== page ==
Grease the pan.  That’s all I’m sayin.

Blackberry, Almond, White Chocolate, Lemon Loaf (adapted from Bake or Break)


  • 2 & 1/4 sticks (9 ounces) butter
  • 1 & 1/4 cups caster sugar
  • 4 eggs, beaten
  • 1 cup all-purpose flour
  • 1 & 1/4 cups ground almonds
  • grated zest and juice of 1 lemon
  • 4 ounces blackberries, or any berry (frozen could work too!)
  • 4 ounces white chocolate, roughly chopped
  • 1 tsp. vanilla extract
  • 1/2 tsp. almond extract
  • confectioner’s sugar, for dusting


Preheat oven to 350°.  Butter and flour a loaf pan.  Line the bottom with parchment paper. Butter pan and set aside.

Beat butter and sugar until light and fluffy. Add eggs, a little at a time, until blended.   Stir in flour, ground almonds, and lemon zest and juice.  Stir in both extracts.

Spoon mixture into prepared pan. Scatter raspberries and white chocolate over the batter. Bake for 1 hour to 1 hour & 10 minutes. A toothpick inserted in the center should come out clean.

Cool in pan for 30 minutes. Then, cool completely on a wire rack. Dust with confectioner’s sugar.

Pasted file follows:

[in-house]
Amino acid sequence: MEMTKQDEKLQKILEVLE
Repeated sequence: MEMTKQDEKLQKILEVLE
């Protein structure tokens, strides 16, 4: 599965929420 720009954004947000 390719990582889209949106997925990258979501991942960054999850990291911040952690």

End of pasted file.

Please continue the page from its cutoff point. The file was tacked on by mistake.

Coconut Cake

September 2, 2010

Coconut cake with coconut extract.  Filled with coconut custard with coconut rum.  Drizzled with coconut syrup with shredded coconut.  All with…chocolate frosting.

My sister’s birthday just passed, and just like every other year, she got to pick the cake she wants me to make for her big day.  There were several years of requesting boxed yellow cake mix with the chocolate frosting in the tub, another year when I went in a different direction and made orange cake with cream cheese frosting (the chocolate lover in her did not appreciate that one), one year with a caramel cake with chocolate frosting that ended up on the floor by mistake, and last year’s chocolate cake with raspberry filling.  This year, she took a chance with coconut.